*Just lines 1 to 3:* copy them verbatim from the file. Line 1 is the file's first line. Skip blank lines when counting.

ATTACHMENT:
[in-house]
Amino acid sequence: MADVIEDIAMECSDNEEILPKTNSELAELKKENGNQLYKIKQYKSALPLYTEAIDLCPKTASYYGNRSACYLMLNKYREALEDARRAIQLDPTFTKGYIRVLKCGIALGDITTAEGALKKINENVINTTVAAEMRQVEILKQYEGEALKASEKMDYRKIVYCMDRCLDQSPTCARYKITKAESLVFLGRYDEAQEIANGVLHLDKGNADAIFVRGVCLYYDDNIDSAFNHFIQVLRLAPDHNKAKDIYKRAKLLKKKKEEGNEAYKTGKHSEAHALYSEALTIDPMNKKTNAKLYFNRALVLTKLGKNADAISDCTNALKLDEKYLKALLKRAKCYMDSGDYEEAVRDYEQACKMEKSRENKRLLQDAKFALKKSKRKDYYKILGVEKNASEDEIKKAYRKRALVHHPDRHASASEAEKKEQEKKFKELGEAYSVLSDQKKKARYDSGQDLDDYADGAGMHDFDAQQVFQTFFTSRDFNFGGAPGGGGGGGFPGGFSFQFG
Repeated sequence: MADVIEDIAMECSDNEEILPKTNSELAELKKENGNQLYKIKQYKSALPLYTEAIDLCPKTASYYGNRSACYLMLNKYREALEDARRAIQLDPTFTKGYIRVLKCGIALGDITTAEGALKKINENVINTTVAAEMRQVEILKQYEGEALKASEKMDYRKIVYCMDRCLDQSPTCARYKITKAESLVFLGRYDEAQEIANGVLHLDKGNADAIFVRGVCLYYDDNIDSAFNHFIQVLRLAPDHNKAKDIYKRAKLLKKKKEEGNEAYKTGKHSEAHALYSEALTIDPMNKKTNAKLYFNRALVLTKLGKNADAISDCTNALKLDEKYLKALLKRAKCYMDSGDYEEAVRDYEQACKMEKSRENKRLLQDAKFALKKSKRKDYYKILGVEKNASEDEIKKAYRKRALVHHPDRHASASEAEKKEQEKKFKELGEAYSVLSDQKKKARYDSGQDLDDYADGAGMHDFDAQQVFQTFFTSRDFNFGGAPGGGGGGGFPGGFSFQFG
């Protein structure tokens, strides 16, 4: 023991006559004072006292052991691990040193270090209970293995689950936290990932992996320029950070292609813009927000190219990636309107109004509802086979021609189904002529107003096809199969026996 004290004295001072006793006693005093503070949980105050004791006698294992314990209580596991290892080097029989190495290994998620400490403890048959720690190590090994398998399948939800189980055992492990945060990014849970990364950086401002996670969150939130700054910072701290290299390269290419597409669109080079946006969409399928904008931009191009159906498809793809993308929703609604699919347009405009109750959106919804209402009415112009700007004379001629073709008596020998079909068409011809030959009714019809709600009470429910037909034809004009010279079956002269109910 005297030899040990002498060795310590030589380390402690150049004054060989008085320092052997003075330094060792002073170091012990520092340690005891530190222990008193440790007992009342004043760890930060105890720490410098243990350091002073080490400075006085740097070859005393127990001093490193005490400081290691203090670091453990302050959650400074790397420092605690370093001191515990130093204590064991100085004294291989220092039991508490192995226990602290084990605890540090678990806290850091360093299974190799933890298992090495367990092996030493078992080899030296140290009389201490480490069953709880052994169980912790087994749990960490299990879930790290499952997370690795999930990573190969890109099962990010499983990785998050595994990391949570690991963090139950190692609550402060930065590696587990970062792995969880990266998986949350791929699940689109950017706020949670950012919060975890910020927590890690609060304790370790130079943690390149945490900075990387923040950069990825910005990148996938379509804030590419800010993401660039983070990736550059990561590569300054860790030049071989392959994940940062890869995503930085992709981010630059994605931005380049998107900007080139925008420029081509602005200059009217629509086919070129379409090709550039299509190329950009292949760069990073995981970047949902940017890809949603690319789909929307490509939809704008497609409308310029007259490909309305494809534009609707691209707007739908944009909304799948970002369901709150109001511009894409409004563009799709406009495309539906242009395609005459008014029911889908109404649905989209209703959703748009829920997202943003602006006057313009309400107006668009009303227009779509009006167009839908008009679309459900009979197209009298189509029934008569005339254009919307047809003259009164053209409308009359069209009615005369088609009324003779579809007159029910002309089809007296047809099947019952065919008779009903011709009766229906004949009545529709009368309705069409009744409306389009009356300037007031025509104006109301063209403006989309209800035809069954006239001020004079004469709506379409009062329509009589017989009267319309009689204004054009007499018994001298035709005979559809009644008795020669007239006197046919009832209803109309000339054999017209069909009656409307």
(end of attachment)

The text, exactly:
[in-house]
Amino acid sequence: MADVIEDIAMECSDNEEILPKTNSELAELKKENGNQLYKIKQYKSALPLYTEAIDLCPKTASYYGNRSACYLMLNKYREALEDARRAIQLDPTFTKGYIRVLKCGIALGDITTAEGALKKINENVINTTVAAEMRQVEILKQYEGEALKASEKMDYRKIVYCMDRCLDQSPTCARYKITKAESLVFLGRYDEAQEIANGVLHLDKGNADAIFVRGVCLYYDDNIDSAFNHFIQVLRLAPDHNKAKDIYKRAKLLKKKKEEGNEAYKTGKHSEAHALYSEALTIDPMNKKTNAKLYFNRALVLTKLGKNADAISDCTNALKLDEKYLKALLKRAKCYMDSGDYEEAVRDYEQACKMEKSRENKRLLQDAKFALKKSKRKDYYKILGVEKNASEDEIKKAYRKRALVHHPDRHASASEAEKKEQEKKFKELGEAYSVLSDQKKKARYDSGQDLDDYADGAGMHDFDAQQVFQTFFTSRDFNFGGAPGGGGGGGFPGGFSFQFG
Repeated sequence: MADVIEDIAMECSDNEEILPKTNSELAELKKENGNQLYKIKQYKSALPLYTEAIDLCPKTASYYGNRSACYLMLNKYREALEDARRAIQLDPTFTKGYIRVLKCGIALGDITTAEGALKKINENVINTTVAAEMRQVEILKQYEGEALKASEKMDYRKIVYCMDRCLDQSPTCARYKITKAESLVFLGRYDEAQEIANGVLHLDKGNADAIFVRGVCLYYDDNIDSAFNHFIQVLRLAPDHNKAKDIYKRAKLLKKKKEEGNEAYKTGKHSEAHALYSEALTIDPMNKKTNAKLYFNRALVLTKLGKNADAISDCTNALKLDEKYLKALLKRAKCYMDSGDYEEAVRDYEQACKMEKSRENKRLLQDAKFALKKSKRKDYYKILGVEKNASEDEIKKAYRKRALVHHPDRHASASEAEKKEQEKKFKELGEAYSVLSDQKKKARYDSGQDLDDYADGAGMHDFDAQQVFQTFFTSRDFNFGGAPGGGGGGGFPGGFSFQFG